Huffpost Business
The Blog

Featuring fresh takes and real-time analysis from HuffPost's signature lineup of contributors

John Tepper Marlin Headshot

Enough Blood on the Street?

Posted: Updated:

The U.S. economy lost 651,000 more jobs (nonfarm payroll) in February, says the BLS, for a cumulative loss of 2.6 million in the past four months. The unemployment rate rose from 7.6 to 8.1 percent.

These numbers were anticipated by the stock market to some extent yesterday. The market is always looking ahead and historically leads the economy by months. Higher unemployment rates are expected. Meanwhile, how low can the market go?

In 1815, Nathan Rothschild said that the time to buy stocks was "when there is blood on the streets". Are we there yet?

The Great Depression lasted a decade, but the Dow industrial index hit its low in less than three years. It fell 89 percent from its high of 381 on September 3, 1929 to its low of 41 on July 8, 1932. The economy remained sour for the rest of the decade but the stock market picked up.

For the enthralling story of what happened during those years, I recommend chapters 17-20 of Liaquat Ahamed's timely Lords of Finance: The Bankers Who Broke the World. I had the pleasure of listening to Liaquat talk at a recent evening event in New York City. He modestly disclaimed knowledge of the financial disasters that were going to happen and simply said that the Time magazine cover showing Robert Rubin, Larry Summers and Alan Greenspan with the caption "Committee to Save the World" suggested to him the idea for his book. The title reminded him of the name given to the top bankers working on global financial problems after World War I, "The Most Exclusive Club in the World." The book studies the origins of the Great Depression that is clearly told by taking the different perspectives of the four leading actors of the period, the Lords of Finance -- Montagu Norman in the UK, Benjamin Strong at the New York Fed, Hjalmar Schacht in Germany and Emile Moreau in France.

Yesterday's stock-market drop brings us to a cumulative decline that can only be compared with the 1930s. Fearful of today's jobs report, investors drove the major U.S. stock averages down 4-7 percent. Jack McHugh has tallied from StockCharts.com how far down this took the markets from their peaks.

I think we can all agree that what ails our economy and markets is worse than anything since that awful time [the Great Depression], and the worst punishment Mr. Market has meted out since the 1930's was a drop in the S&P 500 of just less than 50% (1974 & 2002).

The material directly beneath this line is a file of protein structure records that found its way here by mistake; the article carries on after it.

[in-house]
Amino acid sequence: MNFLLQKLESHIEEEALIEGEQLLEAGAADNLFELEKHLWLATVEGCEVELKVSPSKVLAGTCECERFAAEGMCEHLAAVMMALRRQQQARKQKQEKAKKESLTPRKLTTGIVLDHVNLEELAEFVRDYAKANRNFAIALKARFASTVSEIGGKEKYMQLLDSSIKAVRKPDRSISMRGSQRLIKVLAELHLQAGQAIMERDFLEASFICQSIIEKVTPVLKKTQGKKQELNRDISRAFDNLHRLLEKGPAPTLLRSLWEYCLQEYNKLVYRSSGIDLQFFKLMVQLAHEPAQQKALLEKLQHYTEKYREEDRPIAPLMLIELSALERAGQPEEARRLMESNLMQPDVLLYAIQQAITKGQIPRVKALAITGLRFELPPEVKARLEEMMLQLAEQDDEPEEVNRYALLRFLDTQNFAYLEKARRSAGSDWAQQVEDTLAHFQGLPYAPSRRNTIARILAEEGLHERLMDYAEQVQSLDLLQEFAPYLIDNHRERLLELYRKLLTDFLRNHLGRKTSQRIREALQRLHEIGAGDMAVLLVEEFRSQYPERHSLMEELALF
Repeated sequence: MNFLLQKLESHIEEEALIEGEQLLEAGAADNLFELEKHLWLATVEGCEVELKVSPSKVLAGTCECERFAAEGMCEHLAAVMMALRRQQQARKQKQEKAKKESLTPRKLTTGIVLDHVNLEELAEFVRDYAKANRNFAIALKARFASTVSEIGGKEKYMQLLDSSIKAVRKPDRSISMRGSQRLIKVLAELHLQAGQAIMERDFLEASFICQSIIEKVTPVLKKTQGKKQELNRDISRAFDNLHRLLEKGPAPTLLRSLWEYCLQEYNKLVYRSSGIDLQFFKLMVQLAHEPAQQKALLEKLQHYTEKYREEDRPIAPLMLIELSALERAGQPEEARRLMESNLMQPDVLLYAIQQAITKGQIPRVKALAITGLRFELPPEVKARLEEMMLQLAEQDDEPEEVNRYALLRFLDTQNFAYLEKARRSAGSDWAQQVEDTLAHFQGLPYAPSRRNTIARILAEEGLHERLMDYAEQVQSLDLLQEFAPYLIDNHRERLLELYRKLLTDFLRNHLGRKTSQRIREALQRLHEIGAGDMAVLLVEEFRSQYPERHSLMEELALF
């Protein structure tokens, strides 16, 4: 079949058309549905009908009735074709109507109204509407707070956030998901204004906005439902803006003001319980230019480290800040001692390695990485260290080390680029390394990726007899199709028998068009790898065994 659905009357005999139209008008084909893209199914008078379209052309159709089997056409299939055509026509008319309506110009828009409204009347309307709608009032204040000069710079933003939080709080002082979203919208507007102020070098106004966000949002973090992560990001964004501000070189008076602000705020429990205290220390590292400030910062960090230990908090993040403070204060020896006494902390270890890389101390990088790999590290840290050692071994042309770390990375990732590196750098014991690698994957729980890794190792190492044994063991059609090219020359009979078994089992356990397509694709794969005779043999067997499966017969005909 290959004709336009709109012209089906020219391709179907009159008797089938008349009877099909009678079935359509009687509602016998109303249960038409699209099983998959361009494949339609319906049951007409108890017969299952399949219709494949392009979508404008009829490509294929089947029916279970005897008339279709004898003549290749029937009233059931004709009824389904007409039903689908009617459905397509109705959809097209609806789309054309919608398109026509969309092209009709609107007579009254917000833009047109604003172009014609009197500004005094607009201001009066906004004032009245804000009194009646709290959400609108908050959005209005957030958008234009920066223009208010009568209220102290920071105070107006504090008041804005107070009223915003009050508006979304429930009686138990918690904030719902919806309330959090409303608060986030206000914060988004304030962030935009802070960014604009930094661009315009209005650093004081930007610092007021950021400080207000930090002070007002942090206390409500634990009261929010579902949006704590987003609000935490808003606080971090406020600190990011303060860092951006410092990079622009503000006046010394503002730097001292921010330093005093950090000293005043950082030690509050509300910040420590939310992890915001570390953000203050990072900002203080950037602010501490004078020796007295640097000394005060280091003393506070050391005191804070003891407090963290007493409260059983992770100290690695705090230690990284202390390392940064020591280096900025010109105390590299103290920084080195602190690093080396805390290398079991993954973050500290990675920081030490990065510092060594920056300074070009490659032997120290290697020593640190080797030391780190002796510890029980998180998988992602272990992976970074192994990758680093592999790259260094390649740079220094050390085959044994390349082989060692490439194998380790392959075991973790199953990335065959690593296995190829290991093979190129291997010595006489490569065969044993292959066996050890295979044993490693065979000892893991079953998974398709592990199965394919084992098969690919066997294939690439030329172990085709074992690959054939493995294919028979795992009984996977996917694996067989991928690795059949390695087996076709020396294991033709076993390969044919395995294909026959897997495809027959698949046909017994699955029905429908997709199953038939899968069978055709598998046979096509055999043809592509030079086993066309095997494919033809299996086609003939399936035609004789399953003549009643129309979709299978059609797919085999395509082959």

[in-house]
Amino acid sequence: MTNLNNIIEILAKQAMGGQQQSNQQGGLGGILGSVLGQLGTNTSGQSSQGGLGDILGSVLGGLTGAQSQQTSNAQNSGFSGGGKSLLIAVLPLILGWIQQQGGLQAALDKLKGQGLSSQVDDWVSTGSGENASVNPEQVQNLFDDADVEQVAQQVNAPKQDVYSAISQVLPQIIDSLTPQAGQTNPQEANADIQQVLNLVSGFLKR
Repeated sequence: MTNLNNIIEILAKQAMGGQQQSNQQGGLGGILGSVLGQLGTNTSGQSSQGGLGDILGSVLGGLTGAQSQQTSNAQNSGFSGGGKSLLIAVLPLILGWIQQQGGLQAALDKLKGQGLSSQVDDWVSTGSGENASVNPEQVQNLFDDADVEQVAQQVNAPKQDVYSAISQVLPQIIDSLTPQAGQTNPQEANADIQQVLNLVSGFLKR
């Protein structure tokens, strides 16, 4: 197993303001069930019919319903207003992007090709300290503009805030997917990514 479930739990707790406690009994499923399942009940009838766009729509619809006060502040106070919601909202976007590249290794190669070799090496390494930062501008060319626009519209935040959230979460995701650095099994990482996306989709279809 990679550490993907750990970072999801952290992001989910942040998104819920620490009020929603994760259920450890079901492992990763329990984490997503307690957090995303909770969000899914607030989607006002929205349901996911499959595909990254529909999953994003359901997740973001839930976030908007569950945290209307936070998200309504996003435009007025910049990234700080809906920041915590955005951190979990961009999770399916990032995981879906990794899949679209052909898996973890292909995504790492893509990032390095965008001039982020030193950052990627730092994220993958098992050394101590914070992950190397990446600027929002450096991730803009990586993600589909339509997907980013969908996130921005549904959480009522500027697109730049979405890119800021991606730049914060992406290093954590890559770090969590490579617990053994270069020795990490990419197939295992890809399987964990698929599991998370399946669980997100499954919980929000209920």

The cumulative drop from their peaks (October 11, 2007 so far is: Dow Jones Industrial Average -- All Time High: 14,198. March 5 - Down 53.6% to 6594. Standard & Poor's 500 -- All Time High: 1576. March 5 - Down 56.7% to 683. Russell 2000 -- All Time High: 856.50. March 5 - Down 59.2% to 349.45. KBW Bank Index (BKX) -- All Time High: 121.16. March 5 - Down 84.3% to 18.97.

Barry Ritholtz's blog provides this list of Blue Clip penny and under-$10 stocks: AIG (39 cents - less than it costs to mail a letter). Citigroup (98 cents). E*Trade (66 cents). Fannie Mae (39 cents). Freddie Mac (39 cents). Unisys (37 cents). Ford ($1.83). GM ($1.83). Las Vegas Sands ($1.97). MGM ($1.99). CIT ($2). Kodak ($2.50). Bank of America ($3.15). New York Times ($4.00). News Corp ($6.15). Xerox ($4.36). International Paper ($4.22). Alcoa ($5.55). GE ($6.75). Dow Chemical ($6.56). Wells Fargo ($7.95). Dell ($8.50).

In terms of timing, the Dow peaked before FDR came to office - before he was even elected. So the fears are lingering longer now than they did then.

In what ways are markets and economies possibly worse off than in 1932?
- Expectations are higher because billions of people in the developing countries who were anticipating joining the global economy are seeing their hopes dashed or diminished. The 1930s effects were severe but were concentrated on the industrialized countries. The potential for instability in some countries is great and the proliferation of weapons makes this scarier for more parts of the world than in the 1930s.

- The size of the credit overhang is much larger. The gold standard, for all of its faults in extending the distress in the 1929-33 period, kept a lid on the growth of credit. Today's system has had no equivalent limit to credit growth. Credit-market exposures today exceed GDP - in the United States by 50 percent, estimates Liaquat, in the UK by four times, and in Iceland by eight times GDP.

- In the world's second-largest economy, Japan, the stock market has fallen 81 percent from its peak at the end of 1989. Its 20-year decline raises questions about how quickly the world's current mess can be cleaned up.